The Rockefeller Foundation and the Mae Fah Luang Foundation are testing remote sensing technology to protect forests in Thailand’s DTDP area

~The Mae Fah Luang Foundation under Royal Patronage (MFLF) launches a groundbreaking development of remote sensing technology in coffee plantations to control the expansion of economic forests, protecting biodiversity and ensuring the integrity of carbon credit measurements.

~The Rockefeller Foundation is supporting the initiative with a USD 200,000 grant aimed at improving applied remote sensing to preserve protected forest areas.

CHIANG RAI, THAILAND | June 13, 2024 – The Rockefeller Foundation has awarded the Mae Fah Luang Foundation under the Royal Patronage (MFLF) a $200,000 grant to develop remote sensing technology that monitors forest degradation and advance a model that can be applied and scaled to other regions. Deploying this technology initially to monitor coffee plantations in the Doi Tung Development Project (DTDP), a mountainous area in the Thai highlands of Chiang Rai, the MFLF will manage shade-grown coffee farms and expand economic forests monitor to ensure climate change mitigation. of forest degradation, and improving the integrity of its carbon credit project, the largest nature-based carbon credit project in Thailand.

“Our support for MFLF’s remote sensing technology is an example of our commitment to strengthening communities at the forefront of climate action. By leveraging emerging technologies, this initiative aims to benefit such communities, strengthen local leadership, catalyze a vibrant carbon market and set a new standard for high-integrity carbon credits.” said Deepali Khanna, vice president of the Rockefeller Foundation’s Asia Regional Office.

With this grant, MFLF will develop a field-tested application in the DTDP area, covering 29 villages and its 12,682 inhabitants, which will also serve as a platform for others to improve accuracy in distinguishing between economic and conservation forests . Because coffee trees are typically grown in shade, it can be difficult to prevent the expansion of coffee farms into protected forests, destroying biodiversity. In the long term, this technology could protect conservation forests, leading to the preservation of natural habitats, and prevent the valuable loss of biodiversity in the DTDP area. Furthermore, with the ability to separate economic and protected forests, the DTDP can ensure the integrity of its carbon credit program.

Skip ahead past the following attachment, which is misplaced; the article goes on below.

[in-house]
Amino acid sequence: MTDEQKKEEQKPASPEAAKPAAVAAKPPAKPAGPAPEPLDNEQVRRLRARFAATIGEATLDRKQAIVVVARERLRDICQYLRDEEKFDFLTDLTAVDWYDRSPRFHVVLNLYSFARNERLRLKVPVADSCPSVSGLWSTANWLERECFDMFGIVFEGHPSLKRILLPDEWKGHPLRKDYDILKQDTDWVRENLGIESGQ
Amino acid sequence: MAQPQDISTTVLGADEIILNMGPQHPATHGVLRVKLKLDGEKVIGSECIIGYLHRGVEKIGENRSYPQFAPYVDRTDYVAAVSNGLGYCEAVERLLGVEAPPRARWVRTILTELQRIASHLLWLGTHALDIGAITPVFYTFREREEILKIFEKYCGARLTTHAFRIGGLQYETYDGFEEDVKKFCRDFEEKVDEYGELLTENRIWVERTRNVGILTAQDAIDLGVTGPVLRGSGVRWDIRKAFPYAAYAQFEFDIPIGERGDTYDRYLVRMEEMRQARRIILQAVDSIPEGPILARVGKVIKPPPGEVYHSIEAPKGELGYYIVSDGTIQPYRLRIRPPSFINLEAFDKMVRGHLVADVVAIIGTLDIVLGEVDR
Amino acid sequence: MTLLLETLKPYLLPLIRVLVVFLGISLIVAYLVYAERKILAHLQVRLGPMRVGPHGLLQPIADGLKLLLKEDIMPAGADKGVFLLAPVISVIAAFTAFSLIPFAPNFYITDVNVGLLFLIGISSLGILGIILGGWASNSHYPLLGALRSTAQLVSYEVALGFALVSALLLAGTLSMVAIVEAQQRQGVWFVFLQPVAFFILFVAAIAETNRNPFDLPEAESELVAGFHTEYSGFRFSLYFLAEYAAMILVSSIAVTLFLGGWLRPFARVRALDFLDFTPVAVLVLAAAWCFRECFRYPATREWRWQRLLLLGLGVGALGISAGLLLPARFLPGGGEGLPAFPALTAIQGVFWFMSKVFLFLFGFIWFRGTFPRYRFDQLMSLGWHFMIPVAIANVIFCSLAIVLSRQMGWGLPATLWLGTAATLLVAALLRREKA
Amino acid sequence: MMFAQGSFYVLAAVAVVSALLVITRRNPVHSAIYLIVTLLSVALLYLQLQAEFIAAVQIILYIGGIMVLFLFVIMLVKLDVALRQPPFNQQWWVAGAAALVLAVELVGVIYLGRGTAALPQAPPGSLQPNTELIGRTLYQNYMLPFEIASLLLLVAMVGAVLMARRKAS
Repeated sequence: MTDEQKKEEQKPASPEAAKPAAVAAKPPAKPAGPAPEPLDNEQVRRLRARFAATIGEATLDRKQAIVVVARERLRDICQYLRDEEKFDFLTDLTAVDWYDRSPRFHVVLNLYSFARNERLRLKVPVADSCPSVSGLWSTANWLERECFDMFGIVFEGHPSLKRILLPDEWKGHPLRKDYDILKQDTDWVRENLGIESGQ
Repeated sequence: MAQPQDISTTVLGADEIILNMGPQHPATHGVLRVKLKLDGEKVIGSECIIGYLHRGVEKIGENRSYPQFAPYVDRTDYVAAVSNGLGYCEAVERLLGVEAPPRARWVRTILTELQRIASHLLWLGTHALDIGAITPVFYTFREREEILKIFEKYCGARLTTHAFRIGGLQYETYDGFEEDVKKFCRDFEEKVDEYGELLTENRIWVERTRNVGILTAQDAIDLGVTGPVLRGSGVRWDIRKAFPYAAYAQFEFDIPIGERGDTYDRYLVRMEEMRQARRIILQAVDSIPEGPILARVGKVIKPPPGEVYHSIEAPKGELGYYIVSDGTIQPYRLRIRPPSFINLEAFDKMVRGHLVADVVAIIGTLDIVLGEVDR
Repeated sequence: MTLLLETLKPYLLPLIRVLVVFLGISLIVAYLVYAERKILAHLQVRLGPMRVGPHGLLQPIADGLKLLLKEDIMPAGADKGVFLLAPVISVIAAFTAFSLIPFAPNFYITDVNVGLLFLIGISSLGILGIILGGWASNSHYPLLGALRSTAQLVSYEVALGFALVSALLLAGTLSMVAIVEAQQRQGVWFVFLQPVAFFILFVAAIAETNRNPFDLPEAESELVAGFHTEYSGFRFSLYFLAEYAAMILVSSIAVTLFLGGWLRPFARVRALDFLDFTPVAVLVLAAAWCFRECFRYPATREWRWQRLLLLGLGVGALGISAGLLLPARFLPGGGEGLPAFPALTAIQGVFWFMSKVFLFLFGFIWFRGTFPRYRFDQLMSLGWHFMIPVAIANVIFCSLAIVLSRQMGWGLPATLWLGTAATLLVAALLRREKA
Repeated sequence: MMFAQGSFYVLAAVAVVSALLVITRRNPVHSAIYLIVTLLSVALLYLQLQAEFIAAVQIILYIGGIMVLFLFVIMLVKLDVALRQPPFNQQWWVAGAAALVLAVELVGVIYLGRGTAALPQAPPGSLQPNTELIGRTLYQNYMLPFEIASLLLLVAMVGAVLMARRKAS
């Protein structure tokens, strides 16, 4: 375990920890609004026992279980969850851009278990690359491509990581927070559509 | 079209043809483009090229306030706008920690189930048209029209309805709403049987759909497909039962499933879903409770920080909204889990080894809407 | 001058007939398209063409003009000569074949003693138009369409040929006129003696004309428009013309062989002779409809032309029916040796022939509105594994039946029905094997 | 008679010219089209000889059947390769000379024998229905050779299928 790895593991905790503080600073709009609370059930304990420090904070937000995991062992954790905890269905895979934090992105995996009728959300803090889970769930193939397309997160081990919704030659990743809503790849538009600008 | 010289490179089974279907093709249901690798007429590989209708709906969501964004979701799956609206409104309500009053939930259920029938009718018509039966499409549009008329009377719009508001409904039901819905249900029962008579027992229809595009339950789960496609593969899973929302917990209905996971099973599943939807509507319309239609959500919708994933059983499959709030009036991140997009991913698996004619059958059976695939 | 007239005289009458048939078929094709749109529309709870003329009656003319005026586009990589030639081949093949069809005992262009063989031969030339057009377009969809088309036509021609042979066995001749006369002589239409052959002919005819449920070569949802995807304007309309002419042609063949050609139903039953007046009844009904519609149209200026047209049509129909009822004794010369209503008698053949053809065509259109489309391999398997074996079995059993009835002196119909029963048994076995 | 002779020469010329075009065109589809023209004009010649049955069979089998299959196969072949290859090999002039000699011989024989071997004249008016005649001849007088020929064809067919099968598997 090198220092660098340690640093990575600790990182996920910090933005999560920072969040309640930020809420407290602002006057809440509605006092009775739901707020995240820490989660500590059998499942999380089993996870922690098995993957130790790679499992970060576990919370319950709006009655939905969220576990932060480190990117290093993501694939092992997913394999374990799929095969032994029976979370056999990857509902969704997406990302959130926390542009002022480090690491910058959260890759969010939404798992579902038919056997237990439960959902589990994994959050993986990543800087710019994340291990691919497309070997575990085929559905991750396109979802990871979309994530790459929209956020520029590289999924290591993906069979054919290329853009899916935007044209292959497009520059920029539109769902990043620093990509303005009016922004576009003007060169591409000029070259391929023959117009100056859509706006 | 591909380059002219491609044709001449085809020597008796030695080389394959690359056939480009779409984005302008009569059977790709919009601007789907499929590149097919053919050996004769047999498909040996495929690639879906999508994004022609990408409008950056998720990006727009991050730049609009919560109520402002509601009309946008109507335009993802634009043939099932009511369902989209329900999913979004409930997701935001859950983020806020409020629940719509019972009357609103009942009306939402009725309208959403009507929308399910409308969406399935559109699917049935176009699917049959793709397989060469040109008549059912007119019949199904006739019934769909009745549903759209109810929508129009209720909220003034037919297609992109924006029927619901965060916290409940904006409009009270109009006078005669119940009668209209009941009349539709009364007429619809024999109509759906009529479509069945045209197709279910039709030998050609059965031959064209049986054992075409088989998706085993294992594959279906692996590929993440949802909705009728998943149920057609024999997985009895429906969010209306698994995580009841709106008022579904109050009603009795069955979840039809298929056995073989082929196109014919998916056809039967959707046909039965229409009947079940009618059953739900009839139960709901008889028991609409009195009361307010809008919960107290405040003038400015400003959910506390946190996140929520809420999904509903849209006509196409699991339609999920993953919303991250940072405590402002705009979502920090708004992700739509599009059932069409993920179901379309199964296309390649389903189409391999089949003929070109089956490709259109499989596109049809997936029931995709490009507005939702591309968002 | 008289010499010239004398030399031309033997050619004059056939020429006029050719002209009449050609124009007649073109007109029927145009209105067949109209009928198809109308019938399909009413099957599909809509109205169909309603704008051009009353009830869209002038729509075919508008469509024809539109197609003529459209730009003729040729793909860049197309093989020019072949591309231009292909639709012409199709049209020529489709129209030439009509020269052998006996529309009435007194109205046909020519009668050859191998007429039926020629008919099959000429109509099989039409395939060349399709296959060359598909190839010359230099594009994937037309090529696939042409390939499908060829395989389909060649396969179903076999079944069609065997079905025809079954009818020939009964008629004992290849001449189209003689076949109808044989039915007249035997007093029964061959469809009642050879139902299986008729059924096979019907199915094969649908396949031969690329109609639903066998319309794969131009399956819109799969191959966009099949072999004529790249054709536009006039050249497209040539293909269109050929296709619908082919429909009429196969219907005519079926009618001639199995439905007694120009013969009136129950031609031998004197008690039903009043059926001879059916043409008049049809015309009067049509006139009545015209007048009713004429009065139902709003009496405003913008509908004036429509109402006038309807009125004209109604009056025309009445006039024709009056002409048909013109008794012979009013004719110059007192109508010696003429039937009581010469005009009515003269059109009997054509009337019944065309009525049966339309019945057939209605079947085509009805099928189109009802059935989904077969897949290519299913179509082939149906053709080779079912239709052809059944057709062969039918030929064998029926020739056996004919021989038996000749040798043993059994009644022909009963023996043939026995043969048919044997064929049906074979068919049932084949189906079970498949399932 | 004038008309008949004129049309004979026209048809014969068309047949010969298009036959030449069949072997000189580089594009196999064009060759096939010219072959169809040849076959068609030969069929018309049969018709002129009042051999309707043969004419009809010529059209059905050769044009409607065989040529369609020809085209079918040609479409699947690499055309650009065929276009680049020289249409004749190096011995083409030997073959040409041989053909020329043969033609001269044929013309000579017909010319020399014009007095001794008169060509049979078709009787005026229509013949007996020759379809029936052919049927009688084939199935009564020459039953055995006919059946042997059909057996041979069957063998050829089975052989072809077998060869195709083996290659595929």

The MFLF team will also engage coffee growing communities to support the deployment of remote sensing techniques and the development of community-led solutions for forest conservation. Ultimately, this will reduce project development costs, increase forest conservation efforts and generate sustainable income for communities. MFLF plans to share this technology with other communities outside the DTDP area to scale up forest conservation initiatives nationwide.

The Mae Fah Luang Foundation has more than 50 years of experience in area-based sustainable development, including reforestation and forest conservation. MFLF’s latest project, Community Forest for Carbon Credit, helped communities sell their carbon credits from forest protection activities in exchange for financial support from the private sector. The project distributed more than 60% of private sector payments directly to the community. Over the past four years, MFLF has registered approximately 50,000 hectares of community forest with the Thailand Greenhouse Gas Management Organization (TGO), the land registration system for carbon credits, making it the largest nature-based carbon credit project in the country.

Lessons from MFLF’s work with remote sensing technology on community-led projects will be shared through case studies and other activities, to facilitate transfer to other geographies and crop types. This grant reflects the Rockefeller Foundation’s commitment to partnering with organizations demonstrating leadership and impact in climate action and community empowerment, marking an important step toward a more equitable and robust carbon market in Southeast Asia. The Rockefeller Foundation’s broader climate strategy focuses on transforming food, healthcare, energy and finance systems to address the climate crisis. This approach shows how emerging technologies can improve market access for community-led initiatives and contribute to a just transition.

For more information about the Mae Fah Luang Foundation’s initiatives and the Rockefeller Foundation’s climate work, please visit and

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About Mae Fah Luang Foundation

The Mae Fah Luang Foundation under Royal Patronage aims to develop communities, society, environment and cultures following the work of the Princess Mother to create happiness, sustainability and stability. The Mae Fah Luang Foundation believes that ‘people’ are both the cause and the solution to social and environmental problems. We therefore start with human development, because “no one wants to be bad, they just don’t have the opportunity to be good.”